By Phil Stewart and Tom Perry
WASHINGTON/BEIRUT (Reuters) - The United States and its Arab allies bombed militant groups in Syria for the first time on Tuesday, killing scores of Islamic State fighters, members of a separate al Qaeda-linked group and opening a new front amid shifting Middle East alliances.
The attacks encountered no objection, and even signs of tacit approval, from President Bashar al-Assad's Syrian government, which said Washington had warned Damascus in advance.
Saudi Arabia, Qatar, Jordan, Bahrain and the United Arab Emirates participated in or supported the strikes against Islamic State targets, U.S. Central Command said. The countries are hostile to Assad but now fear the fighters who emerged from the rebellion they backed in Syria's 3-year-old civil war.
U.S. President Barack Obama said in a televised statement that the breadth of the coalition, including the five Arab states, showed the United States was not alone in its second campaign of air strikes.
Since Aug. 8, U.S. air strikes have hit militant targets in Iraq, where Washington supports the government, but had held back from a military engagement in Syria, where it is at odds with Assad.
The White House said some of the strikes in Syria had targeted an al Qaeda affiliate known as the Khorasan group, which it said had been plotting an imminent attack either in the United States or in Europe.
"Once again, it must be clear to anyone who would plot against America and do Americans harm that we will not tolerate safe havens for terrorists who threaten our people," Obama said before leaving the White House for the United Nations.
In New York, Obama planned more talks to enlarge the alliance against extremist groups that emerged and gained power while trying to topple Assad. In a reversal, Turkey indicated Tuesday it would provide military or logistical backing.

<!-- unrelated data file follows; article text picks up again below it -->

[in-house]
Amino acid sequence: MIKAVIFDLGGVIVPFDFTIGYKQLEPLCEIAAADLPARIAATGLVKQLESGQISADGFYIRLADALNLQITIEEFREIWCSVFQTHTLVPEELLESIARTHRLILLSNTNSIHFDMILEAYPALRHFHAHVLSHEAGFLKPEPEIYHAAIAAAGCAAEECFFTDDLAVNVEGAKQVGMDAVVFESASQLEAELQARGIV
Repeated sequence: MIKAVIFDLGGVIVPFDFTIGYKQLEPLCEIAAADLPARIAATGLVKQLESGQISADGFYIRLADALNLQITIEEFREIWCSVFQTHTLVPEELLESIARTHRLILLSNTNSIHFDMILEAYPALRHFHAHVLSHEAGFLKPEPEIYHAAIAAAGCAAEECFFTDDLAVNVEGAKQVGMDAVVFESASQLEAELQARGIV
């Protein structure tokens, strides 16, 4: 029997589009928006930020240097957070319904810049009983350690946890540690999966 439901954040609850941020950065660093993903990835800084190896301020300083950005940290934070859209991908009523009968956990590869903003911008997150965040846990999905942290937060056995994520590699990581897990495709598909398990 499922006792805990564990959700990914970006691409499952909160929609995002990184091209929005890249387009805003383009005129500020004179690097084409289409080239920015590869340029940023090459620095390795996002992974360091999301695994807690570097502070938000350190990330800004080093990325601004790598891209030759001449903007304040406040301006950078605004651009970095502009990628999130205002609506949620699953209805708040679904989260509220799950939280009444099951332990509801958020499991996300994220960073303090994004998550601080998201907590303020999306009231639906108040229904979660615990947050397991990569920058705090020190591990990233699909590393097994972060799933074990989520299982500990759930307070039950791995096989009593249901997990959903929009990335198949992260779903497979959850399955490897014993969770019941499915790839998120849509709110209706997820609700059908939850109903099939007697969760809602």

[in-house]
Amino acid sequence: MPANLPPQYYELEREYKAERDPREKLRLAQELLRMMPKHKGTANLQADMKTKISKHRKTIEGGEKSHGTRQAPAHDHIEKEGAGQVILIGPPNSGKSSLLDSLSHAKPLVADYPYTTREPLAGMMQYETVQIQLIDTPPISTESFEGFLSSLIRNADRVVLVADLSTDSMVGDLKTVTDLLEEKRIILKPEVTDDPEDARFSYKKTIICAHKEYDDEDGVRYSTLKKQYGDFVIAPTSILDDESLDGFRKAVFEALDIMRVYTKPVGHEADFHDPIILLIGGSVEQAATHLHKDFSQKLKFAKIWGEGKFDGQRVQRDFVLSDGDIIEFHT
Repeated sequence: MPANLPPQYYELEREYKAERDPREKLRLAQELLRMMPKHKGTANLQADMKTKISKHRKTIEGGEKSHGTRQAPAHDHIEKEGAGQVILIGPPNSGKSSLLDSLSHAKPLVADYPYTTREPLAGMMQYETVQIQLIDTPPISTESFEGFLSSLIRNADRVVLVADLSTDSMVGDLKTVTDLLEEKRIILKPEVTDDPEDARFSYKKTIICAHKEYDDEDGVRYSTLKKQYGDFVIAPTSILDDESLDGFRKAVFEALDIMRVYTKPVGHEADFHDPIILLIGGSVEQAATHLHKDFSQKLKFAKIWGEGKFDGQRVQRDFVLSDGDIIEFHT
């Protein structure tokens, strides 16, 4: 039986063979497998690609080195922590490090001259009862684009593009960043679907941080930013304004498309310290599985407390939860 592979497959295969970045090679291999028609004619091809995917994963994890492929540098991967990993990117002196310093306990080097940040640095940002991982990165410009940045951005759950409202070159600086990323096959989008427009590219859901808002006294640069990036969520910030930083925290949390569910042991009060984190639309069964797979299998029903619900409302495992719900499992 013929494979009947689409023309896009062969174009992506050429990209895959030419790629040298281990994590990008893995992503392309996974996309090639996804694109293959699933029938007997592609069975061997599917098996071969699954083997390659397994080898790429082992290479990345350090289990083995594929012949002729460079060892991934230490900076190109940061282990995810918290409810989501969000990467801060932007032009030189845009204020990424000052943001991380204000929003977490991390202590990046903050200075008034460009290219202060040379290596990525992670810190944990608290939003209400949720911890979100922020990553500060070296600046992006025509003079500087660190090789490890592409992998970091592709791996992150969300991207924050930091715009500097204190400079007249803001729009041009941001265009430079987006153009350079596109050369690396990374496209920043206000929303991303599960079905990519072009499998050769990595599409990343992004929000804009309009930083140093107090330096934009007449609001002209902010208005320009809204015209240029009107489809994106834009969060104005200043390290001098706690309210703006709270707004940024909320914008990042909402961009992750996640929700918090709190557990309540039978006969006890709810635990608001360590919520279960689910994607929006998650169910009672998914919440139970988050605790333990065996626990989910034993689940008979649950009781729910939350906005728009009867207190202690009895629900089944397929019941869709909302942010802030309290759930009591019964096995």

"We will give the necessary support to the operation," President Tayyip Erdogan told Turkish broadcaster NTV.
The NATO ally, which is alarmed by Islamic State but also worried about Kurdish fighters and opposed to any action that might help Assad, had refused a military role in the coalition while 46 of its citizens were held by the group in Iraq. Turkey is home to a major U.S. base in Incirlik, which officials said has not been used so far in the strikes in Iraq or Syria.
Warplanes and ship-launched Tomahawk cruise missiles struck dozens of targets including fighters, training compounds, headquarters and command and control facilities, storage sites, a finance centre, trucks and armed vehicles, CENTCOM said.
"I can tell you that last night's strikes were only the beginning," said Rear Admiral John Kirby, a U.S. Defence Department spokesman. He called the overnight attacks "very successful" but gave few other details.
The U.S.-led coalition launched 16 airstrikes on Islamic State across Syria, CENTCOM said in a statement later on Tuesday.
Washington also said U.S. forces had acted alone to launch eight strikes in northeastern Syria on what they called the Khorasan group.
Militants on social media mourned Khorasan's reputed leader, Mohsin al-Fadhli, a former associate of al Qaeda founder Osama bin Laden. U.S. officials have not confirmed his death.
The Syrian Observatory for Human Rights, which monitors the war in Syria, said at least 70 Islamic State fighters were killed in strikes that hit at least 50 targets in the provinces of Raqqa, Deir al-Zor and Hasakah.
It said at least 50 fighters and eight civilians were killed in strikes on the Khorasan group, which was thought to operate in Syria with the Nusra Front, another al Qaeda offshoot that opposes Islamic State.
The air attacks fulfil Obama's pledge to strike in Syria against Islamic State, a Sunni Muslim group that has seized swathes of Syria and Iraq, slaughtering prisoners and ordering Shi'ites and non-Muslims to convert or die.
It remains to be seen how effective air strikes can be in Syria, where Washington lacks a strong ally to fight the group on the ground. The militants vowed reprisals, and an allied group is threatening to kill a French hostage captured in Algeria.
In Washington, the Department of Homeland Security and the FBI said they had alerted law enforcement agencies to a threat from Syrian-based al Qaeda operatives "nearing the execution phase for an attack in Europe or the homeland."
In a sign of how Islamic State's rise has blurred conflict lines, the Pentagon said the U.S. ambassador to the United Nations, Samantha Power, had told Syria's envoy in advance but there was no communication between the countries' armed forces.